STEF: Yeah, Republicans have made it really clear that immigration is going to be a big focus for them when they do have control of the House even, you know, if those margins are very slim and slimmer than they anticipated. And you know, even minority leader McCarthy has made clear that Mayorkas himself, the DHS secretary will be a target of those investigations the issues at the border, the large numbers of people coming to the border and some of the chaos around, you know, agencies and resources being, stretched pretty thin has been a big political talking point for the right. So we can expect to see that to continue moving forward.
NIALA: Stef Kight covers immigration for Axios. Thanks Stef.
STEF: Thanks Niala.
NIALA: In a moment, why New Hampshire and Iowa could lose their coveted spots in the presidential nominating process.
Democrats could change which states go first in the 2024 presidential primaries
NIALA: Welcome back to Axios Today! I’m Niala Boodhoo.
Iowa and New Hampshire have traditionally been the first caucus and primary to pick a candidate for the Democratic nomination for president. But a three day meeting of the DNC starting TOMORROW could completely change that - in a move party leaders are hoping will prioritize diversity.
Axios Senior Political Correspondent Josh Kraushaar is here with the big picture, Hey Josh!
JOSH KRAUSHAAR: Hi Niala.
NIALA: Josh, why is changing the primary calendar such a big deal?
JOSH: Well, look, the rules, in which both parties set the process, can have a large impact on the nominees come 2024. And look, if President Biden runs again, this may not be quite as significant, but if we have a wide open, Democratic primary, the rules and bylaws committee of the DNC makes really is gonna dictate the process and could benefit some candidates over others.
NIALA: So how does that process look now?
JOSH: I think our listeners will be familiar with sort of the traditional first in the nation, Iowa caucuses, the New Hampshire, and a little more recently we've had Nevada and South Carolina in that early state mix. But, what we're gonna likely see, with this meeting and some changes potentially to the process is that Iowa's gonna lose a lot of power, lose a lot of influence, especially after what was a very chaotic 2020 presidential caucus. We don't know if Iowa's gonna have any role at all. But, you know, Iowa is probably gonna be the biggest loser from the DNC's meeting. And then the bigger question or the more significant question that still hasn't been answered is New Hampshire versus Nevada. New Hampshire has treasured its status as the first in the nation primary, but Nevada is a more racially diverse state, and it's a state that is probably one of the biggest battlegrounds, especially after looking at the 2022 midterm results in the entire country. So they're making a very, very aggressive push to be the first primary in the country. If Nevada ends up supplanting New Hampshire, there'll be a lot of angry New Hampshire voters that have treasured this decades long position as the first in the nation primary.
NIALA: When I was in Las Vegas this summer, I know talking to the culinary union folks, this is something that they were very interested in. Why is it so important to be first?
JOSH: Look, you set the tone for the entire nominating process. Now, Niala, in reality, a lot like Iowa, doesn't have the greatest track record of picking presidents. It didn't support Bill Clinton into the ‘90s. We don't even know who won the Iowa caucuses, but it certainly wasn't Joe Biden in 2020. On the Republican side, Mitt Romney struggled badly in 2012. There are plenty of examples where the first of the nation caucus isn't representative of a larger party interest, but it does set the tone.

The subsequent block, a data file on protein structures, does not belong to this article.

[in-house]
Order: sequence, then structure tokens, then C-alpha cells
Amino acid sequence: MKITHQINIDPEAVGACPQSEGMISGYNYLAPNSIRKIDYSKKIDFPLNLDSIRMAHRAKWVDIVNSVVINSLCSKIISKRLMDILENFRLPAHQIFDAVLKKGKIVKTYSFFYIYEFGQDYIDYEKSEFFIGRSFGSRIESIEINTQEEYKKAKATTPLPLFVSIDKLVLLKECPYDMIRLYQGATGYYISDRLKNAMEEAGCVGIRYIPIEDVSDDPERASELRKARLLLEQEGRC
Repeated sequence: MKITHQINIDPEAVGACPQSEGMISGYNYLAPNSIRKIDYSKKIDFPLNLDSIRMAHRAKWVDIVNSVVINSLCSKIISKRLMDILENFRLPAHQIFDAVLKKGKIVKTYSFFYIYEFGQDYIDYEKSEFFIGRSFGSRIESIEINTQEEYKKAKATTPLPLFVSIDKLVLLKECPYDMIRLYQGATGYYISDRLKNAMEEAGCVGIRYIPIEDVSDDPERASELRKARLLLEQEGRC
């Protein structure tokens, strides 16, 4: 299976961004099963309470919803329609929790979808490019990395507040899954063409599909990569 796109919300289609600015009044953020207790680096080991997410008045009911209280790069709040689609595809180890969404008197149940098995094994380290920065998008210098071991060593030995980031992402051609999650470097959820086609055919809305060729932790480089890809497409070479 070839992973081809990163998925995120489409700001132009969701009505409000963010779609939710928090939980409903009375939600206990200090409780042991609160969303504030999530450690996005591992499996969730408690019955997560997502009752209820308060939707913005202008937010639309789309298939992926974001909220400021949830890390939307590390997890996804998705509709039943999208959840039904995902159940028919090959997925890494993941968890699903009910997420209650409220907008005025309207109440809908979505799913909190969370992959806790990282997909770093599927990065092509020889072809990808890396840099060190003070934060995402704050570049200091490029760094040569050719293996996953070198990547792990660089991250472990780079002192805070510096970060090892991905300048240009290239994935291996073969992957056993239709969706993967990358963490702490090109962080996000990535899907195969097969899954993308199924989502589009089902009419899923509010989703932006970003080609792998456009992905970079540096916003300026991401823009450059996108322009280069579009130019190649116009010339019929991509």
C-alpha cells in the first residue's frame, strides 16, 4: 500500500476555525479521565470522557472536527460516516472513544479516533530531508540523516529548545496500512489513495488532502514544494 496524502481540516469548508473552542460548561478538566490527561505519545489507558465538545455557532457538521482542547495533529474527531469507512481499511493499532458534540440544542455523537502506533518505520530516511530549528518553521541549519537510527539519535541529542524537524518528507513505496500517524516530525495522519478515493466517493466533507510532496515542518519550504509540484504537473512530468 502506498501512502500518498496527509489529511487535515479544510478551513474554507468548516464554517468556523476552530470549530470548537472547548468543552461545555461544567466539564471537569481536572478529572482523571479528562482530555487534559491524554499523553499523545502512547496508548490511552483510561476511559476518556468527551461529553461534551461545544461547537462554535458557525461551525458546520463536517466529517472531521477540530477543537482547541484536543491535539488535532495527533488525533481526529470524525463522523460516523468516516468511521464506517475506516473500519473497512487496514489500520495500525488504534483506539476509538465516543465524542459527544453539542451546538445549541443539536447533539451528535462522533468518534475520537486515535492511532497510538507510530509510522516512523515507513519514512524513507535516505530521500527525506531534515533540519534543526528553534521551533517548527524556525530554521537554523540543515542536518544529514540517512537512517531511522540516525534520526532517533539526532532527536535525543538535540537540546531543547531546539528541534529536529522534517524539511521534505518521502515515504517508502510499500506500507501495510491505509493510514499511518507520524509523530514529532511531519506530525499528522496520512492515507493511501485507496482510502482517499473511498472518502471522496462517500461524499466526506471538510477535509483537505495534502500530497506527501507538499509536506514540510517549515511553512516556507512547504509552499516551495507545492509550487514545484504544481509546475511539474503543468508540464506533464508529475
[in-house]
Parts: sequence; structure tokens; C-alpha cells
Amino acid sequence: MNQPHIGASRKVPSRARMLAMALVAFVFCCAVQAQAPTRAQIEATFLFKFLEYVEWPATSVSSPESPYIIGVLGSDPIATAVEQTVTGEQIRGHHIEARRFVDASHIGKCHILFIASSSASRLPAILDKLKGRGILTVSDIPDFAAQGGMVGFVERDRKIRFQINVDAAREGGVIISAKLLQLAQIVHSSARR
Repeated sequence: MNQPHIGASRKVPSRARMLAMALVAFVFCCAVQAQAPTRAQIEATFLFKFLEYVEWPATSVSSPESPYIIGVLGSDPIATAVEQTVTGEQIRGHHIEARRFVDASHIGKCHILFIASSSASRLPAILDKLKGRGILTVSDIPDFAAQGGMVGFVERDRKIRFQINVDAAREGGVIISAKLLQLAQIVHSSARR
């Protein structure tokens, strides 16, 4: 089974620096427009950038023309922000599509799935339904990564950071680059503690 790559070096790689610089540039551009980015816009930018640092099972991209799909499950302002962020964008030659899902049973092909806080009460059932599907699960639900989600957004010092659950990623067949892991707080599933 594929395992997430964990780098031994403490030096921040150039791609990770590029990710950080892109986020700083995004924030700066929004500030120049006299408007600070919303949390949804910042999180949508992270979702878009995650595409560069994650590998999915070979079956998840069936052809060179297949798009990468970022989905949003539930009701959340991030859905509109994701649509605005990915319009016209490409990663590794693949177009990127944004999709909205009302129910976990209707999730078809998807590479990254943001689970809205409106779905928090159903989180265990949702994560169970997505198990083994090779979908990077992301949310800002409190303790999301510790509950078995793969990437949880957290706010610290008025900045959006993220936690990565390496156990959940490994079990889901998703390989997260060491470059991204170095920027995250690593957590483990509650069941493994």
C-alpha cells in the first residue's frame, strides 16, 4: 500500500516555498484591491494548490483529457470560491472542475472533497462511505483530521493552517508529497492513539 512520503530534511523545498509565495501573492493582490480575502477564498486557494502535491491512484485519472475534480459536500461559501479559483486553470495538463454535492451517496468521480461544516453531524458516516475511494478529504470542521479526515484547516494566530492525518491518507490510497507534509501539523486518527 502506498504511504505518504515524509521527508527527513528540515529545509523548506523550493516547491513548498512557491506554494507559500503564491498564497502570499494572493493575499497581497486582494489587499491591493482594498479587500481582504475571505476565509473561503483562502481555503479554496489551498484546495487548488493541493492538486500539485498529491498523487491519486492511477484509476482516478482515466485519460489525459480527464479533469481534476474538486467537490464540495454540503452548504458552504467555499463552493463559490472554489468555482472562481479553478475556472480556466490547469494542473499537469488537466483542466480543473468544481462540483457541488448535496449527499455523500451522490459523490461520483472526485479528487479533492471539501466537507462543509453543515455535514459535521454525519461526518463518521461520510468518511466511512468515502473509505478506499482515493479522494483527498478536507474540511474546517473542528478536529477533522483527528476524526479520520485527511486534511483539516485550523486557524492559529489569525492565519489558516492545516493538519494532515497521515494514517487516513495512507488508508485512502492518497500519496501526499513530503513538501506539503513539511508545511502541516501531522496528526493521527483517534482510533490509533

NIALA: Are Republicans talking about similar changes?
JOSH: Well, Republicans are not. They are, as things currently stand, gonna keep Iowa as the first in the nation caucus. And, this has become a very partisan process, where Nevada has the opportunity to an early state primary because a Democratic controlled legislature was able to change the state's caucuses to become a primary system. So, you could have a situation in 2024 where Democrats have a different group of states that hold the early primaries than the Republicans.
NIALA: Josh Kraushaar is Axios’ Senior Political Correspondent. Thanks, Josh.
JOSH: Thanks Niala.
A big U.S. win at the World Cup
NIALA: President Biden was on the road in Michigan yesterday, talking about his plan to create jobs and grow the economy. After he spoke to a crowd in Freeland, he made a surprise return trip to the mic for a special announcement…about the World Cup.
JOE BIDEN: USA, USA. That's a big game, man. Well, I spoke to the coach and the players. I said, you can do this. They went, ah, they're gonna, they did it. God love ‘em.
NIALA: The United States delivered a major win beating Iran, 1-0. Here’s forward Tim Weah after the game on Fox, he called it a “beautiful day.”
TIM WEAH: You know, I always say it's US against the world cause no one believed that US can play good football and you know, we're just here trying to show the world.
NIALA: The US men's soccer team is now headed to the next phase of the tournament, which is sudden death. They’ve got a rough road ahead though - against the Netherlands on Saturday.
That’s it for us today! Remember to leave us a review on Apple and tell your friends about Axios Today – and you can always text me and the team at (202) 918-4893 with questions, comments, and story ideas.
I’m Niala Boodhoo - thanks for listening - stay safe and we’ll see you back here tomorrow morning.